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What the CA Technologies Acquisition Means to Broadcom

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Broadcom to acquire CA Technologies

In July, Broadcom (AVGO) announced an agreement to acquire CA Technologies (CA) for an equity value of ~$18.9 billion. The all-cash deal still needs the approval of CA shareholders and antitrust approvals from the European Union (EZU) and Japan (EWJ). The deal is slated to conclude in the fourth quarter of 2018.

The acquisition makes sense to Broadcom

Broadcom has grown to a $100 billion giant through organic product development and a series of acquisitions. The addition of CA Technologies thus makes sense for Broadcom. The decision to buy the company comes after President Donald Trump blocked Broadcom’s proposed acquisition offer of $117 billion to buy Qualcomm (QCOM) on national security grounds in March, according to Broadcom’s CEO Hock Tan.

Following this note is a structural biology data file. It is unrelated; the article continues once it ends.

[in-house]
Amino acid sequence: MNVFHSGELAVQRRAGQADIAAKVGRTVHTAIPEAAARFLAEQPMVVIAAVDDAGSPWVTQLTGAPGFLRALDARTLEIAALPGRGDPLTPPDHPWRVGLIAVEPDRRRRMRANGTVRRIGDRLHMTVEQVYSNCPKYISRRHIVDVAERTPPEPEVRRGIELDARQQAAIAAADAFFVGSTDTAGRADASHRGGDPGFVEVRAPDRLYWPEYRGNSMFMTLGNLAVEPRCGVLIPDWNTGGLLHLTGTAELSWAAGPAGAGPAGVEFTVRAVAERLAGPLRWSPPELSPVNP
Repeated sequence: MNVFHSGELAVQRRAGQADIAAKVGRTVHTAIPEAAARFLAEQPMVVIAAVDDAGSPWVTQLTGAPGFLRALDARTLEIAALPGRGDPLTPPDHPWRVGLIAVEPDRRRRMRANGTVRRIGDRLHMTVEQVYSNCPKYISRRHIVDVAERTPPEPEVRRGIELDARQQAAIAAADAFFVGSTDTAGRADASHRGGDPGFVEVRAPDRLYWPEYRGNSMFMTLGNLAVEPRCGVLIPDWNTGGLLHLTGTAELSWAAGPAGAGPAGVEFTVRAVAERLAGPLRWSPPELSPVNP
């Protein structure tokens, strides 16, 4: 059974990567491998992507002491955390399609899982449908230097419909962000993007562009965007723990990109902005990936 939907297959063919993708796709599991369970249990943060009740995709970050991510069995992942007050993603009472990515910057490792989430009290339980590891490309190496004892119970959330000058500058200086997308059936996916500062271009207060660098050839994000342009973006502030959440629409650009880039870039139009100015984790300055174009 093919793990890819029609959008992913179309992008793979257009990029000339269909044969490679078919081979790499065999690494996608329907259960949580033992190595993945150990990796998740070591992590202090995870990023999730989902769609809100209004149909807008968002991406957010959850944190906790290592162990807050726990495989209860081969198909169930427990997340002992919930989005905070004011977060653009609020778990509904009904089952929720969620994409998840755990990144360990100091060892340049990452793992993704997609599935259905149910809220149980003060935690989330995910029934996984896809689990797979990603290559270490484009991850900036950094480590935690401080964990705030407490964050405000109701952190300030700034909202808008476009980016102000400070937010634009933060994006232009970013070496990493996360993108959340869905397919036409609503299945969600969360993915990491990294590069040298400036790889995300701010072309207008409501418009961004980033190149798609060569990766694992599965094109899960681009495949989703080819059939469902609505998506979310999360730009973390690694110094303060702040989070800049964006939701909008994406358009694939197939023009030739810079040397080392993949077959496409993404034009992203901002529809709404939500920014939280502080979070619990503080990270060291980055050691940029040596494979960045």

CA Technologies has not been doing very well in the last few years. Its revenues have declined consistently from fiscal 2013 to fiscal 2016, as you can see in the above chart, and was almost flat in fiscal 2017. It picked up the pace in fiscal 2018 due to the contribution from acquisitions. Its earnings were suppressed due to consistently increasing interest and taxes.

In this scenario, Broadcom foresees a lot of potential in CA’s mainframe-related software products, which account for more than half of CA’s revenue. The deal also complements the company’s profile of having high-margin products. It is reportedly anticipated that Broadcom might gain from CA Technologies’ customer relationships with major enterprises, thus giving Broadcom a chance to directly sell chips, components, and hardware to companies instead of indirectly selling them through hardware OEMs (original equipment manufacturers).

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